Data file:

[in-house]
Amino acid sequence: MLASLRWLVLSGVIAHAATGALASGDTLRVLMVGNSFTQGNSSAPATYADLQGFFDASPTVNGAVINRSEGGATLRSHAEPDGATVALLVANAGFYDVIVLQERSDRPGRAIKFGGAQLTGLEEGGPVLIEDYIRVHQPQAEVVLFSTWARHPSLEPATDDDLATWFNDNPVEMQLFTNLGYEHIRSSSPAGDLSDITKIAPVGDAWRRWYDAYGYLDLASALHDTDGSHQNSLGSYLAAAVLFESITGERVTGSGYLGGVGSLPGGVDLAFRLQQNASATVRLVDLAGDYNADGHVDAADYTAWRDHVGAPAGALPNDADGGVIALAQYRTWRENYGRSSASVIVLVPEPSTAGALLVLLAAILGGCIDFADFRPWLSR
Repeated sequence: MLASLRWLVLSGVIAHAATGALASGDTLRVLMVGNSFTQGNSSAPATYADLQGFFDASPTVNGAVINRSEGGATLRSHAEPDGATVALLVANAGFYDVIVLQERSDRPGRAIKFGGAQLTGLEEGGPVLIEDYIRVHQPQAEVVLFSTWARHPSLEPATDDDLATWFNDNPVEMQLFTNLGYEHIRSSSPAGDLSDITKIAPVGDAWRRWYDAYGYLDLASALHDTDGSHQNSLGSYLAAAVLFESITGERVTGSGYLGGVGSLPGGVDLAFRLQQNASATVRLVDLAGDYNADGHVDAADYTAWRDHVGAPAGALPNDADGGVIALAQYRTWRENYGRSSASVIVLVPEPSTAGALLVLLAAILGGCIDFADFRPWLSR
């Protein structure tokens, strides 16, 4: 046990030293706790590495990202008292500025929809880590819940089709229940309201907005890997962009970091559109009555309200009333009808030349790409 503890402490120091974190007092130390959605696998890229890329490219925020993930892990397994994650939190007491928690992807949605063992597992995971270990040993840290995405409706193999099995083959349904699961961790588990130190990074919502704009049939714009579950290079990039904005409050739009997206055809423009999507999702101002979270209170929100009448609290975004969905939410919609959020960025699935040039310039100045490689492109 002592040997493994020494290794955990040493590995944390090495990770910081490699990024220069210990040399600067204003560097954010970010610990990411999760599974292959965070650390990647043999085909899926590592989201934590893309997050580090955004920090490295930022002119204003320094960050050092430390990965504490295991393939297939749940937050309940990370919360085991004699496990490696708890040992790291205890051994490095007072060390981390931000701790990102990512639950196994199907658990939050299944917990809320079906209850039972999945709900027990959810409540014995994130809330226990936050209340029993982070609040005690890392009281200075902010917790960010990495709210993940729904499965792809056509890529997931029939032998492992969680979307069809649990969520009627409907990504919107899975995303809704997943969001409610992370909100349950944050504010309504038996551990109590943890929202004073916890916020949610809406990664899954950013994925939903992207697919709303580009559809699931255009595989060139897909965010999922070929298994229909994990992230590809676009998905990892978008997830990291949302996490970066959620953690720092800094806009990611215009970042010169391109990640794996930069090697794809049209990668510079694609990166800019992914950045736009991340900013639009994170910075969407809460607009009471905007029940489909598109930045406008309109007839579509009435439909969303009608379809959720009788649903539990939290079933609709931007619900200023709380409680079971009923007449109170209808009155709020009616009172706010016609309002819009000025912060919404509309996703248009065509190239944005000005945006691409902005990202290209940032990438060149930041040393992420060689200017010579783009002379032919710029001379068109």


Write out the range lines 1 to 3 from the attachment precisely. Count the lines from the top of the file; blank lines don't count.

[in-house]
Amino acid sequence: MLASLRWLVLSGVIAHAATGALASGDTLRVLMVGNSFTQGNSSAPATYADLQGFFDASPTVNGAVINRSEGGATLRSHAEPDGATVALLVANAGFYDVIVLQERSDRPGRAIKFGGAQLTGLEEGGPVLIEDYIRVHQPQAEVVLFSTWARHPSLEPATDDDLATWFNDNPVEMQLFTNLGYEHIRSSSPAGDLSDITKIAPVGDAWRRWYDAYGYLDLASALHDTDGSHQNSLGSYLAAAVLFESITGERVTGSGYLGGVGSLPGGVDLAFRLQQNASATVRLVDLAGDYNADGHVDAADYTAWRDHVGAPAGALPNDADGGVIALAQYRTWRENYGRSSASVIVLVPEPSTAGALLVLLAAILGGCIDFADFRPWLSR
Repeated sequence: MLASLRWLVLSGVIAHAATGALASGDTLRVLMVGNSFTQGNSSAPATYADLQGFFDASPTVNGAVINRSEGGATLRSHAEPDGATVALLVANAGFYDVIVLQERSDRPGRAIKFGGAQLTGLEEGGPVLIEDYIRVHQPQAEVVLFSTWARHPSLEPATDDDLATWFNDNPVEMQLFTNLGYEHIRSSSPAGDLSDITKIAPVGDAWRRWYDAYGYLDLASALHDTDGSHQNSLGSYLAAAVLFESITGERVTGSGYLGGVGSLPGGVDLAFRLQQNASATVRLVDLAGDYNADGHVDAADYTAWRDHVGAPAGALPNDADGGVIALAQYRTWRENYGRSSASVIVLVPEPSTAGALLVLLAAILGGCIDFADFRPWLSR